Wednesday 21 August 2019 by Jonathan Sheridan Trade opportunities

FIIG model portfolios update – July 2019

With market interest rates falling rapidly over the month – the Australian 10 year bond fell from 1.36% to 1.18% over the course of July – holding existing longer dated positions (in line with the consistent strategy held since inception) was the most advantageous position to be in. 


The market for new opportunities that fit the mandate of the portfolios was very thin.  The major banks (apart from CBA) all issued tier 2 bonds, with Westpac and ANZ choosing the USD market, leaving NAB in the local market.  All issues were hugely oversubscribed, which meant scaling was savage. 

As the portfolios have little spare capital, allocations were likely to be immaterial and without the ability to bid for more than I wanted, I had to pass.  They have rallied since then, mainly along with outright rates, so this was an opportunity missed due to capital constraints.


However, we did take advantage of some supply in other areas.

Liberty 2018-4 D notes, with an investment grade rating, were bought as a replacement for Bendigo 2023c tier 2 subordinated bonds.  This added approximately 1.6% in margin for an equally rated floating rate exposure.  Property markets look to be on the improve since the election and APRA’s relaxing of the lending standards make us more confident in these mortgage exposures.

In the Balanced and High Yield portfolios, we took advantage of the new issue from WorkPac, paying 1M BBSY +5.20%.  We switched from the lower yielding and higher priced Centuria bonds, with the High Yield portfolio having to use some cash and also sell some Pioneer bonds to meet the $50,000 minimum parcel size.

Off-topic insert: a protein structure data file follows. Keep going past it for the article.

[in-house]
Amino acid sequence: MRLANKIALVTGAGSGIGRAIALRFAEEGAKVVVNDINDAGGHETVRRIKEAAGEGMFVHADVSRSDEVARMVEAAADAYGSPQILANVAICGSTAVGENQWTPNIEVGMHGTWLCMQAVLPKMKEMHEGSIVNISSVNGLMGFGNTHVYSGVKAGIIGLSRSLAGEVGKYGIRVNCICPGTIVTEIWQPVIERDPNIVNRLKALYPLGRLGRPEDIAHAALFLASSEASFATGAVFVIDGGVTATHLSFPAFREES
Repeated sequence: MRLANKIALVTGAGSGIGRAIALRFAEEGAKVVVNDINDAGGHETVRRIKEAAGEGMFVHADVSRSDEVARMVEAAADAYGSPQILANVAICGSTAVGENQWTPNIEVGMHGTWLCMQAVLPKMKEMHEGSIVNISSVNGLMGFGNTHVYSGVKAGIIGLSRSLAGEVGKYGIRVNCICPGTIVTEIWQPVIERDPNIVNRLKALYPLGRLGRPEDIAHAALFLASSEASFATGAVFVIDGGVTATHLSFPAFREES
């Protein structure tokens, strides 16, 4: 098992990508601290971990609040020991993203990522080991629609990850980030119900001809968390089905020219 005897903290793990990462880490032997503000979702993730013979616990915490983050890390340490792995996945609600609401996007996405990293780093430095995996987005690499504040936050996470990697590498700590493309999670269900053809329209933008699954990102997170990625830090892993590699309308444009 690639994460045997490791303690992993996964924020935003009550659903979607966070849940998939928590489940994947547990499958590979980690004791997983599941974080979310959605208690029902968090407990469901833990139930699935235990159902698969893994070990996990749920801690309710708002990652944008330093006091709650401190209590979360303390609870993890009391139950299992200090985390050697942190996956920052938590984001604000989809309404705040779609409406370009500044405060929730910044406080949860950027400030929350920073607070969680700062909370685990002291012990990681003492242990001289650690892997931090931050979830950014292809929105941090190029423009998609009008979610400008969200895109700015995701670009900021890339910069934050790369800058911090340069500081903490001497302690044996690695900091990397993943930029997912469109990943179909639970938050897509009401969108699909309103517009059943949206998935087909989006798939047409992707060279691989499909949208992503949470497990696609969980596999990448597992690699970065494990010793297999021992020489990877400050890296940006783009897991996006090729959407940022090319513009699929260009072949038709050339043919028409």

Both of these trades are classic bond portfolio management – looking to optimise each position when supply allows, not shooting for the stars, but carefully increasing yield without increasing risk, or de-risking and maintaining yield.

Performance has been strong, both from the falling yields and the AUDUSD exchange rate.  The High Yield portfolio jumped to a huge 11.35% p.a. return since 1 July 2018, despite being 40% investment grade.  This reminds us that even though this portfolio is designed to maximise yield, it still has a core mandate of preserving capital. 

The Balanced portfolio also ticked up strongly, achieving 8.8% p.a., up from the prior year’s performance of 7.96%, and finally, the Conservative portfolio benefitted exclusively from the falling yields, just ticking over the 8.5% p.a. threshold.  This portfolio only received 1 coupon in the month (and a small one at that), so the performance is all the better knowing that.

We continue to think that yields have a way to fall, so currently we are comfortable with the longer dated exposures.  This may turn if economic data begins to improve, but looking at the global picture I am not optimistic.




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